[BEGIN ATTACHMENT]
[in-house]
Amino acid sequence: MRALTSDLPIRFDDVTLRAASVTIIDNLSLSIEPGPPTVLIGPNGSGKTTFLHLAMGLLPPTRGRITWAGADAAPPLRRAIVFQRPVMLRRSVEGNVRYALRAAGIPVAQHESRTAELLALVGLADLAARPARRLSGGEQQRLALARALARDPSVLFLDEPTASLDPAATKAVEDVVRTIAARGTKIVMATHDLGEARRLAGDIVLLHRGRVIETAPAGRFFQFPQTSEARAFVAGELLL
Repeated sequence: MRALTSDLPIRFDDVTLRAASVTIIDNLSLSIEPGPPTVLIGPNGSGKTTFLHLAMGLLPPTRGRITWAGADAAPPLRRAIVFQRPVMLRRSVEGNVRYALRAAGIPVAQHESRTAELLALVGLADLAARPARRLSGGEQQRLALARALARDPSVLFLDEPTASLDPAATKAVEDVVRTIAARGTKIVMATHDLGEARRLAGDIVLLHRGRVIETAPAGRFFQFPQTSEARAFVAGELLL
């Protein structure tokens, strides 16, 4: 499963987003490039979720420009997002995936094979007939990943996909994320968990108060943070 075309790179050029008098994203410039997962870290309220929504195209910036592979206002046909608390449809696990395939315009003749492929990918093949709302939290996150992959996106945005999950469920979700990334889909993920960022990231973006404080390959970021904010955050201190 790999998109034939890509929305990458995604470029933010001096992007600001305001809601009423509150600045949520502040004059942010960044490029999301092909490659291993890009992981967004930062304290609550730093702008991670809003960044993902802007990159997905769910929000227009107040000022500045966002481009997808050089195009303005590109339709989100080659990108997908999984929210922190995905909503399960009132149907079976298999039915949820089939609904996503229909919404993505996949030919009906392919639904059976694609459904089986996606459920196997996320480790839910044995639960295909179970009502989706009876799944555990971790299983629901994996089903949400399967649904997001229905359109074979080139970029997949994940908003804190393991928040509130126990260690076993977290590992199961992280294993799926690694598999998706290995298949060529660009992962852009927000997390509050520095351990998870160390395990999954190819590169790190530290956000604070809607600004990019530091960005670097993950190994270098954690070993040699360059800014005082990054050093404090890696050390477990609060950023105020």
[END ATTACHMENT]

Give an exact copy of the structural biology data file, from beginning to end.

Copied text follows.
[in-house]
Amino acid sequence: MRALTSDLPIRFDDVTLRAASVTIIDNLSLSIEPGPPTVLIGPNGSGKTTFLHLAMGLLPPTRGRITWAGADAAPPLRRAIVFQRPVMLRRSVEGNVRYALRAAGIPVAQHESRTAELLALVGLADLAARPARRLSGGEQQRLALARALARDPSVLFLDEPTASLDPAATKAVEDVVRTIAARGTKIVMATHDLGEARRLAGDIVLLHRGRVIETAPAGRFFQFPQTSEARAFVAGELLL
Repeated sequence: MRALTSDLPIRFDDVTLRAASVTIIDNLSLSIEPGPPTVLIGPNGSGKTTFLHLAMGLLPPTRGRITWAGADAAPPLRRAIVFQRPVMLRRSVEGNVRYALRAAGIPVAQHESRTAELLALVGLADLAARPARRLSGGEQQRLALARALARDPSVLFLDEPTASLDPAATKAVEDVVRTIAARGTKIVMATHDLGEARRLAGDIVLLHRGRVIETAPAGRFFQFPQTSEARAFVAGELLL
């Protein structure tokens, strides 16, 4: 499963987003490039979720420009997002995936094979007939990943996909994320968990108060943070 075309790179050029008098994203410039997962870290309220929504195209910036592979206002046909608390449809696990395939315009003749492929990918093949709302939290996150992959996106945005999950469920979700990334889909993920960022990231973006404080390959970021904010955050201190 790999998109034939890509929305990458995604470029933010001096992007600001305001809601009423509150600045949520502040004059942010960044490029999301092909490659291993890009992981967004930062304290609550730093702008991670809003960044993902802007990159997905769910929000227009107040000022500045966002481009997808050089195009303005590109339709989100080659990108997908999984929210922190995905909503399960009132149907079976298999039915949820089939609904996503229909919404993505996949030919009906392919639904059976694609459904089986996606459920196997996320480790839910044995639960295909179970009502989706009876799944555990971790299983629901994996089903949400399967649904997001229905359109074979080139970029997949994940908003804190393991928040509130126990260690076993977290590992199961992280294993799926690694598999998706290995298949060529660009992962852009927000997390509050520095351990998870160390395990999954190819590169790190530290956000604070809607600004990019530091960005670097993950190994270098954690070993040699360059800014005082990054050093404090890696050390477990609060950023105020």